While the specter of the dawn of the Cold War looms in the film, the film’s brief but important spatial and cartographic engagements with Trinity also provide formally absent local communities a spectral presence. Just as my abuelo’s photos opened certain lines of inquiry, so, too, these reenacted moments in the documentary make visible an absence. Bill Nichols claims that documentaries with reenactments surrender their “indexical bond to the original event. It draws its fantasmatic power from this very fact… The viewer experiences the uncanny sense of a repetition of what remains historically unique. A specter haunts the text” (2008, 74). In Atomic Power, if reenactments flutter between the multiple temporalities, this is, in part, to create very specific geographies. While describing the movement of atomic technologies necessary for Trinity, the documentary presents a map of the continental United States highlighting Oak Ridge, Tennessee; Hanford, Washington; and Los Alamos as sites crucial in these efforts. The documentary then describes these new atomic towns as “virtually isolated.” Shortly afterward, the documentary begins to focus specifically on Nuevo México as scientists are seen reenacting their preparations for the world’s first atomic implosion at Trinity. Prior to deploying the bomb, military officials and scientists sketch a map of the area around the Trinity Site, and they conspicuously label the map “Alamogordo,” but any depiction of my abuelo’s town itself and its approximately three thousand inhabitants is not included in this cartographic image. There is an intentional consolidation of space moving from the national map to this even more impoverished local map of Alamogordo—the details included are just the location of the bomb, the “base camp,” “control,” and the location of the photographer.
After the events of Trinity and the atomic attacks by the United States on Japan, the documentary warns about the dangers of future atomic attacks by showing an extremely sophisticated map of New York City, very much in contrast to those preceding simplistic maps that represented Nuevo México. While the previous map made it difficult to even ascertain that Alamogordo was, in fact, one of many populated towns near Trinity, in this map of New York we see New Jersey, the Hudson River, Manhattan, and the Bronx. This map is then followed by a graphic of New York City in flames as Van Voorhis simultaneously narrates that scientists must continue to educate the US public about how atomic weapons could strike anywhere—neglecting to say that the United States had already detonated these weapons both abroad and domestically near its own communities of color. Reenactment and mapping are used by Glenn and other creative powers behind the documentary to publicly explain and rationalize this initial usage of the bomb via a particular depiction of regional spaces. The film’s use of maps accords with its spatial ethos of exclusion. Yet the phantoms of nearby communities, including my family and the families of other Tularosa Basin Downwinders, cannot be totally erased. Local communities operate as a specter in space, not embodied in the documentary, but still lingering.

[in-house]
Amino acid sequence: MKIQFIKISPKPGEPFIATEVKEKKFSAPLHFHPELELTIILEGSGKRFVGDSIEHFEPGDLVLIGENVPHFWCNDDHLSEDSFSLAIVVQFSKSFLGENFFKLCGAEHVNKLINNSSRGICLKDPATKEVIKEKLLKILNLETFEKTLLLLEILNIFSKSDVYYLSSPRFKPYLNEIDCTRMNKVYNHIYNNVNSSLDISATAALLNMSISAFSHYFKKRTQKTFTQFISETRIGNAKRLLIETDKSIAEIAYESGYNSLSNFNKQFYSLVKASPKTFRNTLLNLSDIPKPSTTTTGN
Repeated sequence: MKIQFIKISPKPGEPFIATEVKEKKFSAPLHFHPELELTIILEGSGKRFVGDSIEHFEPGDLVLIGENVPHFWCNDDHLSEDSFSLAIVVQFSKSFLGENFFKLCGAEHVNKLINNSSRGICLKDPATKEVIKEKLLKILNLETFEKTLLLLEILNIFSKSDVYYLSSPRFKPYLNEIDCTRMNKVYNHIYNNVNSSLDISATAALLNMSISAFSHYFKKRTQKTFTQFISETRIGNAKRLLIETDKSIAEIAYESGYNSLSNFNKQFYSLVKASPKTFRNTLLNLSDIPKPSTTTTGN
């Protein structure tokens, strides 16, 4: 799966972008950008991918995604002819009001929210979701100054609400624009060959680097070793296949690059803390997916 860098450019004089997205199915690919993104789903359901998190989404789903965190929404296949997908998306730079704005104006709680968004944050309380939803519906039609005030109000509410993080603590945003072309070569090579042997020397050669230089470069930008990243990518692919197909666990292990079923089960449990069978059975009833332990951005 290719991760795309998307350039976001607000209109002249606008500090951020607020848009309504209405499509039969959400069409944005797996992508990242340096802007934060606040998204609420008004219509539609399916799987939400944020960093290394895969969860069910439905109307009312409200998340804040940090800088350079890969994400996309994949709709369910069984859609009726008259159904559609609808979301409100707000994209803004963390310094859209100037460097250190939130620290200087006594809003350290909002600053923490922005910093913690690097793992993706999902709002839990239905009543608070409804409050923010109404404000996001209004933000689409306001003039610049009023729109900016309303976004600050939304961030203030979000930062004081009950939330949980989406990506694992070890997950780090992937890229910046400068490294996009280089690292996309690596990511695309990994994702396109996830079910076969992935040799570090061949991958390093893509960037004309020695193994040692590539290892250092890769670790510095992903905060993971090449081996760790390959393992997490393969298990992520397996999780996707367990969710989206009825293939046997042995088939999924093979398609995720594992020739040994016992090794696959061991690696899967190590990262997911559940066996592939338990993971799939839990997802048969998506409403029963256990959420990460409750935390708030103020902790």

Documentary footage was also important in director Jerry Hopper’s narrative feature The Atomic City (1952), which was nominated for an Academy Award for best writing. The film fictionalizes the threats that atomic scientists and their families faced from foreign spies seeking to steal sensitive atomic secrets. Its first image is a title card that spatially orients us as it reads “Alamogordo, New Mexico. July 16, 1945. 5:30 AM.” Due to the lack of a fade, the title card and the name of the town on-screen seem to explode in a flash as spectators witness footage of the first atomic bomb at Trinity. We are then suddenly, inconspicuously spatially dislocated from Trinity and move northward as we witness scientists working on-screen in what the narrator terms a “remote section of New Mexico.” The narrator explains that the atomic age originated in the labs of Los Alamos, also known as “the Atomic City”—the central setting for the film. However, of equal importance to the laboratory interiors are the exterior physical infrastructures: barbed wire fencing and signage similar to those I found at the Trinity Site. According to the narrator, scientists and military personnel behind the fences “worked and struggled for more than four years to the end that the horror of World War II be quickly concluded,” which led to the successful creation of the bomb. While the sequences acknowledge the horrors in Japan, the film is quick to add that these same scientists and techniques that caused so much destruction are also the ones working to keep us safe now; the narrator claims “isotopes and other atomic techniques are saving lives all over the world.” We must be thankful, the narrator avers, to the brave scientists for doing such “unbelievably dangerous work” to both protect and advance US and global interests. Only the transformations brought about by the atomic age—and the necessary security and secrecy that Los Alamos provides—can “at last free man” around the globe. Such depictions of security and protection in service of international progress are, unfortunately, ironic given the harmful legacies of radiation from the laboratories on local Indigenous and nuevomexicano communities that have come to light over the past several decades (Kosek 2006; Masco 2006). Nevertheless, the film’s introduction blends together the spaces and events at Trinity with the daily protocols at Los Alamos and leads to associations of security and unquestioned expertise with both locations.